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ARS Home » Pacific West Area » Corvallis, Oregon » Horticultural Crops Research » Research » Publications at this Location » Publication #217446

Title: Relationship between Rust Mites, Calepitrimerus vitis (Acari: Eriophyidae), Bud Mites Colomeris vitis (Acari: Eriophyidae) and Short Shoot Syndrome in Oregon Vineyards

Author
item WALTON, VAUGHN
item DREVES, AMY
item Gent, David - Dave
item JAMES, DAVID
item Martin, Robert
item CHAMBERS, UTE
item SKINKIS, PATRICIA

Submitted to: International Journal of Acarology
Publication Type: Peer Reviewed Journal
Publication Acceptance Date: 9/22/2007
Publication Date: 11/15/2007
Citation: Walton, V.M., Dreves, A., Gent, D.H., James, D.G., Martin, R.R., Chambers, U., Skinkis, P.A. 2007. Relationship between rust mites, Calepitrimerus vitis (Acari: Eriophyidae), bud mites Colomeris vitis (Acari: Eriophyidae) and short shoot syndrome in Oregon vineyards. International Journal of Acarology. 33:307-318.

Interpretive Summary: Short shoot syndrome (SSS) was first reported in Oregon in 2001 and has since been reported in all grape growing areas of Oregon and Washington. This syndrome is similar to the Restricted Spring Growth reported from Australia and similar symptoms have been reported in Europe. The short shoot syndrome can result in severe crop losses in Oregon vineyards due to bunch necrosis and near complete fruit abortion during the early part of the season. Other symptoms include malformed leaves, unusually short and angled shoots, scar tissue and bronzed leaves close to harvest time. It was determined that SSS found in Oregon vineyards is closely associated with rust mite, Calepitrimerus vitis (Nalepa) infestations. Very few bud mites, Colomeris vitis (Pagenstecher), were found in the vineyards during the current year and no relationship could be found between bud mite and symptoms. During winter, rust mites are dormant and no evidence of direct bud damage was found inside undeveloped buds. Tissue damage from mites was first observed between bud break and the two-leaf stage in mite infested vineyards. Rust mite colonies were found under outer bud scales and bark of canes close to the buds. Crop losses as high as 23.7% were directly linked to rust mite infestations and SSS from several vineyards sampled in Oregon.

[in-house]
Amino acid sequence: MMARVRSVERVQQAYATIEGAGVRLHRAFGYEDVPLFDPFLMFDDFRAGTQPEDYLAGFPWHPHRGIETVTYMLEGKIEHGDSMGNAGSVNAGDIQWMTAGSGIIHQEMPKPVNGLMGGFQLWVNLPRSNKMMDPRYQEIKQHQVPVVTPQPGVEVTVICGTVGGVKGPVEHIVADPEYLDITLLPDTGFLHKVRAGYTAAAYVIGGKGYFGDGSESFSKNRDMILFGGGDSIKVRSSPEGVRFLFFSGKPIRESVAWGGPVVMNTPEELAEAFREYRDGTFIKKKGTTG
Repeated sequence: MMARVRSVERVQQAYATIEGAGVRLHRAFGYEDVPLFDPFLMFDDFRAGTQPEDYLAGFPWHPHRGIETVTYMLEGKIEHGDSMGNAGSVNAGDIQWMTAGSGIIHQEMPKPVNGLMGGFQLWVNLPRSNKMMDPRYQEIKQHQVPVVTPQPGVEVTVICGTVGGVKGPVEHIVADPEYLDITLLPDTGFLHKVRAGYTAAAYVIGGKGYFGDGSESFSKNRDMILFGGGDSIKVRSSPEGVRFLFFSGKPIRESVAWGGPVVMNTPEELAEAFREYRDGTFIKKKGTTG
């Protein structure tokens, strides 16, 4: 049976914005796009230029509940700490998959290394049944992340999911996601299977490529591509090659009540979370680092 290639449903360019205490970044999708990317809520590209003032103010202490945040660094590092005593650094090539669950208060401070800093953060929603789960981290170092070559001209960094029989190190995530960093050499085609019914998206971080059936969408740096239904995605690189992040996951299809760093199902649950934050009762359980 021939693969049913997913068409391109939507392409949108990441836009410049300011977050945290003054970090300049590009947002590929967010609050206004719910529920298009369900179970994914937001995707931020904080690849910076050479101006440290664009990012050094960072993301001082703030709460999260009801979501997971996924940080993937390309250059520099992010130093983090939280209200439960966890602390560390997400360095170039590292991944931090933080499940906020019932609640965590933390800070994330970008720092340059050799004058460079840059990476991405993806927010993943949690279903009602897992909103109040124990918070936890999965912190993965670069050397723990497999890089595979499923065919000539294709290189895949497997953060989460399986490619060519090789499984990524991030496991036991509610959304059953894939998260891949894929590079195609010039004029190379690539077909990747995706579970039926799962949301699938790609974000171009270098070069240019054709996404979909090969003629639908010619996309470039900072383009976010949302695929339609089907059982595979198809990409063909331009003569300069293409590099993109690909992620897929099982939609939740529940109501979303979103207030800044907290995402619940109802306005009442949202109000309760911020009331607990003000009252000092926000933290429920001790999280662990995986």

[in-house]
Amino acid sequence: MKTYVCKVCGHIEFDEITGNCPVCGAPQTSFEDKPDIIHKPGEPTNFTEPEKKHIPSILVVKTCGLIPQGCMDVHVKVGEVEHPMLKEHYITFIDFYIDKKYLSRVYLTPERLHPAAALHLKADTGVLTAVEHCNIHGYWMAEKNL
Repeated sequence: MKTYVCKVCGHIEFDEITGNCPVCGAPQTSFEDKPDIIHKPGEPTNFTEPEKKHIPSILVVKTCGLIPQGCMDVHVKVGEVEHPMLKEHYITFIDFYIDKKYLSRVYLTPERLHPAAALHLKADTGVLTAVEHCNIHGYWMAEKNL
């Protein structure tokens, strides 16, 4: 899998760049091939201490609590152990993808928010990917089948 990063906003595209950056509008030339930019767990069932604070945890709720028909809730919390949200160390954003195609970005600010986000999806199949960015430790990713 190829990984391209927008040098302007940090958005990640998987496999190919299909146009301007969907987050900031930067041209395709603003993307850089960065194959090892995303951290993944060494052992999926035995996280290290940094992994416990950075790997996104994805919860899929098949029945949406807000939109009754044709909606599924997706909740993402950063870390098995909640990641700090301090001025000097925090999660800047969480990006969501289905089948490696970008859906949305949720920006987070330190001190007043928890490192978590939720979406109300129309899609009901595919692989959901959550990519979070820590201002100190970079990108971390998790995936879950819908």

Technical Abstract: The short shoot syndrome (SSS) causes severe crop losses in Oregon vineyards due to bunch necrosis during the early part of the season. Other symptoms include malformed leaves, unusually short and angled shoots, scar tissue and bronzed leaves close to harvest time. It was determined that SSS found in Oregon vineyards is closely associated with rust mite, Calepitrimerus vitis (Nalepa) infestations. Very few bud mites, Colomeris vitis (Pagenstecher), were found in the vineyards during the current year and no relationship could be found between symptoms and population densities During winter, rust mites are dormant and no evidence of direct bud damage from rust mites was found inside undeveloped buds. Tissue damage from mites was first observed between bud break and the two-leaf stage in mite infested vineyards. Rust mite colonies were found under outer bud scales and bark of canes close to the buds. Crop losses as high as 23.7% were directly linked to rust mite infestations and SSS from several vineyards sampled in Oregon.